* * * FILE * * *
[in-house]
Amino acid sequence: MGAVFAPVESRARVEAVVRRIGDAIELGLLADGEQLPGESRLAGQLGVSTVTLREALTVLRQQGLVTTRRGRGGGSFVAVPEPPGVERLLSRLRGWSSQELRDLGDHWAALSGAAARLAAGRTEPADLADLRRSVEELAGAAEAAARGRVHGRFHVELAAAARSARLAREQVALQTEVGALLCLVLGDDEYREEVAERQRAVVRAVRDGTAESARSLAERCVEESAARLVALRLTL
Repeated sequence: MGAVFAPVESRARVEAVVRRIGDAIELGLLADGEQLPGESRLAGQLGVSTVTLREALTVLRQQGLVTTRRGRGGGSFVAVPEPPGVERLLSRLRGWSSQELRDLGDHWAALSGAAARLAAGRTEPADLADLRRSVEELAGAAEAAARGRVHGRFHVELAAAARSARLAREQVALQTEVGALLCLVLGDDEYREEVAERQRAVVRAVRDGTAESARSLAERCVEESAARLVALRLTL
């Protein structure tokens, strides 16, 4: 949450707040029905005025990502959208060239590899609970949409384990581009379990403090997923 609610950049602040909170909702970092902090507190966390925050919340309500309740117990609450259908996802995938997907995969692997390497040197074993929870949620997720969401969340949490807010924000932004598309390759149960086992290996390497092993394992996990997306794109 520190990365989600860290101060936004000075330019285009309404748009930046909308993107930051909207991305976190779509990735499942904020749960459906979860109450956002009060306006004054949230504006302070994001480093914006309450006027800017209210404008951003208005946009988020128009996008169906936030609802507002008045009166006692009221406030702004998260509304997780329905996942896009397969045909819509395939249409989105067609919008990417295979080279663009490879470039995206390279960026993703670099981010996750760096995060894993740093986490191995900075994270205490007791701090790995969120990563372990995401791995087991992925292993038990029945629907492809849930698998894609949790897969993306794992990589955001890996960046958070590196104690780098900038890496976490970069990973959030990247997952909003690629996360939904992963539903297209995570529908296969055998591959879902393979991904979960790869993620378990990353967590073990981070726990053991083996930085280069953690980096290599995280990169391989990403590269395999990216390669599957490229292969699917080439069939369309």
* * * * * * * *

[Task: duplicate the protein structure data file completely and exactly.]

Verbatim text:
[in-house]
Amino acid sequence: MGAVFAPVESRARVEAVVRRIGDAIELGLLADGEQLPGESRLAGQLGVSTVTLREALTVLRQQGLVTTRRGRGGGSFVAVPEPPGVERLLSRLRGWSSQELRDLGDHWAALSGAAARLAAGRTEPADLADLRRSVEELAGAAEAAARGRVHGRFHVELAAAARSARLAREQVALQTEVGALLCLVLGDDEYREEVAERQRAVVRAVRDGTAESARSLAERCVEESAARLVALRLTL
Repeated sequence: MGAVFAPVESRARVEAVVRRIGDAIELGLLADGEQLPGESRLAGQLGVSTVTLREALTVLRQQGLVTTRRGRGGGSFVAVPEPPGVERLLSRLRGWSSQELRDLGDHWAALSGAAARLAAGRTEPADLADLRRSVEELAGAAEAAARGRVHGRFHVELAAAARSARLAREQVALQTEVGALLCLVLGDDEYREEVAERQRAVVRAVRDGTAESARSLAERCVEESAARLVALRLTL
């Protein structure tokens, strides 16, 4: 949450707040029905005025990502959208060239590899609970949409384990581009379990403090997923 609610950049602040909170909702970092902090507190966390925050919340309500309740117990609450259908996802995938997907995969692997390497040197074993929870949620997720969401969340949490807010924000932004598309390759149960086992290996390497092993394992996990997306794109 520190990365989600860290101060936004000075330019285009309404748009930046909308993107930051909207991305976190779509990735499942904020749960459906979860109450956002009060306006004054949230504006302070994001480093914006309450006027800017209210404008951003208005946009988020128009996008169906936030609802507002008045009166006692009221406030702004998260509304997780329905996942896009397969045909819509395939249409989105067609919008990417295979080279663009490879470039995206390279960026993703670099981010996750760096995060894993740093986490191995900075994270205490007791701090790995969120990563372990995401791995087991992925292993038990029945629907492809849930698998894609949790897969993306794992990589955001890996960046958070590196104690780098900038890496976490970069990973959030990247997952909003690629996360939904992963539903297209995570529908296969055998591959879902393979991904979960790869993620378990990353967590073990981070726990053991083996930085280069953690980096290599995280990169391989990403590269395999990216390669599957490229292969699917080439069939369309």